"LIVING WITH MOSHIACH,"
Parshat Matos-Masei, 5760
Tamuz 25, 5760
July 28, 2000
Dedicated to educating the public regarding the
current situation in Israel, based on Torah
sources, with special emphasis on the opinion
and teachings of the Lubavitcher Rebbe
TABLE OF CONTENTS:
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"I BELIEVE WITH COMPLETE FAITH IN THE ARRIVAL OF THE MOSHIACH.
"AND THOUGH HE MAY TARRY, I SHALL WAIT EACH DAY, ANTICIPATING HIS
Maimonides, Principles of the Faith, No. 12
THIS PUBLICATION IS DEDICATED
TO THE REBBE,
RABBI MENACHEM M. SCHNEERSON
Click here, to see pictures
of the Rebbe
The Daily Sicha (in Real Audio)
- Listen to selected excerpts of the Rebbe's Sichos
[talks] which are relevant to the particular day.
We are pleased to present, to the visually impaired and the blind, our weekly
publication, Living With Moshiach.
This week's issue focuses on the upcoming Hebrew month of Menachem-Av.
It is with tremendous pain and sorrow that I dedicate this issue of Living
With Moshiach to the loving memory of Horav Chaim Yehuda Kalman Ben Horav
Avrohom Yehoshua Marlow, head of the Bet-Din (Rabbinical Court) of Crown
Heights, who passed away, on Friday Morning, 20 Sivan, 5760 (June 23, 2000)
This Jewish year, is the year 5760 since Creation. The Hebrew letters are
Hei-Tav-Shin-Samech. Over a decade ago, in the year 5742, the Rebbe
stated that the Hebrew letters for that year were an acronym for "This should
be the year of the coming of Moshiach."
Since that time, the Rebbe has publicized a phrase describing the year according
to the acrostic of its Hebrew letters. This year has been designated by the
Rebbe's followers as "Hoyo T'hei Shnas Segulah," meaning "It will
surely be an auspicious year."
Our sincere appreciation to
publication, published by the Lubavitch Youth Organization, for allowing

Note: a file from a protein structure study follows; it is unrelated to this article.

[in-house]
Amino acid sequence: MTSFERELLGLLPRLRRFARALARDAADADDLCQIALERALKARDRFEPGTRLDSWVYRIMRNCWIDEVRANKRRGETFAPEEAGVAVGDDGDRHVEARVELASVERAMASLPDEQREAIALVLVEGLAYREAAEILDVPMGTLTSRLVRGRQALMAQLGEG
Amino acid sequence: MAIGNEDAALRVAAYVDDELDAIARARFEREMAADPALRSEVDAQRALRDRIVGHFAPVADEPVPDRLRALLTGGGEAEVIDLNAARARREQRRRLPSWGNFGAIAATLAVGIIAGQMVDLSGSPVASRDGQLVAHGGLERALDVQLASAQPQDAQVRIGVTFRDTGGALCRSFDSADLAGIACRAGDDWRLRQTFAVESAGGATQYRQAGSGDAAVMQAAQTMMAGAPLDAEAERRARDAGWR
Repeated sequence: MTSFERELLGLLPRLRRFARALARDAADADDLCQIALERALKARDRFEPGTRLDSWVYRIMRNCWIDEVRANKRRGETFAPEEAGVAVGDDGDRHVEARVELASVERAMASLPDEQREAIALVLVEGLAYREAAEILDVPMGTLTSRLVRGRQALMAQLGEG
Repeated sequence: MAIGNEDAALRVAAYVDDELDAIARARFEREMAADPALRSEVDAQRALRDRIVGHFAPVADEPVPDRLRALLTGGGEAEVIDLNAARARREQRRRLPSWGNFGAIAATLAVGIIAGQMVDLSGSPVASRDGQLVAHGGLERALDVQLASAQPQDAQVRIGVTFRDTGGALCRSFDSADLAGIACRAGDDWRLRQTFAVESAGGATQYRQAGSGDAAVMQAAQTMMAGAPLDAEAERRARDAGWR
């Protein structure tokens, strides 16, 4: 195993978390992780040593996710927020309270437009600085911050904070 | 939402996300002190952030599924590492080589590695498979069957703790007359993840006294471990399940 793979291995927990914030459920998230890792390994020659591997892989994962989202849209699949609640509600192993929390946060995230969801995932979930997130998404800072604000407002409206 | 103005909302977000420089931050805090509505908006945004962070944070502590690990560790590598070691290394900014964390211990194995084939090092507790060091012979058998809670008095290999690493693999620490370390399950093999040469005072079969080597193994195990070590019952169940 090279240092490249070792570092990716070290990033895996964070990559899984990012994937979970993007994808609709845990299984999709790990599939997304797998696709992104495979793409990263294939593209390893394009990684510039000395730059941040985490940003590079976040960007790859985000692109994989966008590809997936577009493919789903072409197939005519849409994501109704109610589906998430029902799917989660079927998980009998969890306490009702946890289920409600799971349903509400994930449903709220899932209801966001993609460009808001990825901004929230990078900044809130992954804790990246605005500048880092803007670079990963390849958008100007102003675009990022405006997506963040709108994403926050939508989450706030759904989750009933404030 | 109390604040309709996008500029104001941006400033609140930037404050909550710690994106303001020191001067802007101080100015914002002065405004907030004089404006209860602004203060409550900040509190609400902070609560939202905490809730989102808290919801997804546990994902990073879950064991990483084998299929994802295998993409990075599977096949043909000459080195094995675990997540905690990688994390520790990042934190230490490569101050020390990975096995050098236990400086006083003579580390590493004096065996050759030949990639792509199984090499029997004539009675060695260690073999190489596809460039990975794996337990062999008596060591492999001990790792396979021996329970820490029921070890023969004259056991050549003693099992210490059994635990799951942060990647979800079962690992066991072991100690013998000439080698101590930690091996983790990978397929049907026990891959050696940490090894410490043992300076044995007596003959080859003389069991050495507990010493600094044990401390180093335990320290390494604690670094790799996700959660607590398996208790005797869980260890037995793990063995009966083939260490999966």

us to use their material.
Also, many thanks to our copy editor, Reb
his tireless efforts.
It is our fervent hope that our learning about Moshiach and the Redemption
will hasten the coming of Moshiach, NOW!
Rabbi Yosef Y. Shagalov,
Committee for the Blind
22 Tamuz, 5760
Brooklyn, New York
The second of this week's two Torah portions, Masei (meaning "journeys"),
delineates the various travels of the Jews in the desert.
When the Jews left Egypt, they were beginning one long journey. Their departure
from Egypt and their travels in the desert were all so that eventually the
Jews would enter the Land of Israel. It would seem, then, that each of the
forty-two stops they made along the way between Egypt and Israel was not
really that significant. The stops presented an opportunity for the Jewish
camp, comprised of millions of people, to take care of their various needs.
Yet, each and every stop the Jews made in the desert is mentioned separately,
and each one is considered its own journey. Didn't the Jews reach the desert--and
freedom--immediately upon leaving the borders of Egypt?
In every generation, in each individual's life, there must be an exodus from
Egypt, a departure from one's own boundaries and limitations. However, simply
"leaving" Egypt is not enough. We must know that even after working on ourselves
and spiritually leaving Egypt, we are not finished. No matter what spiritual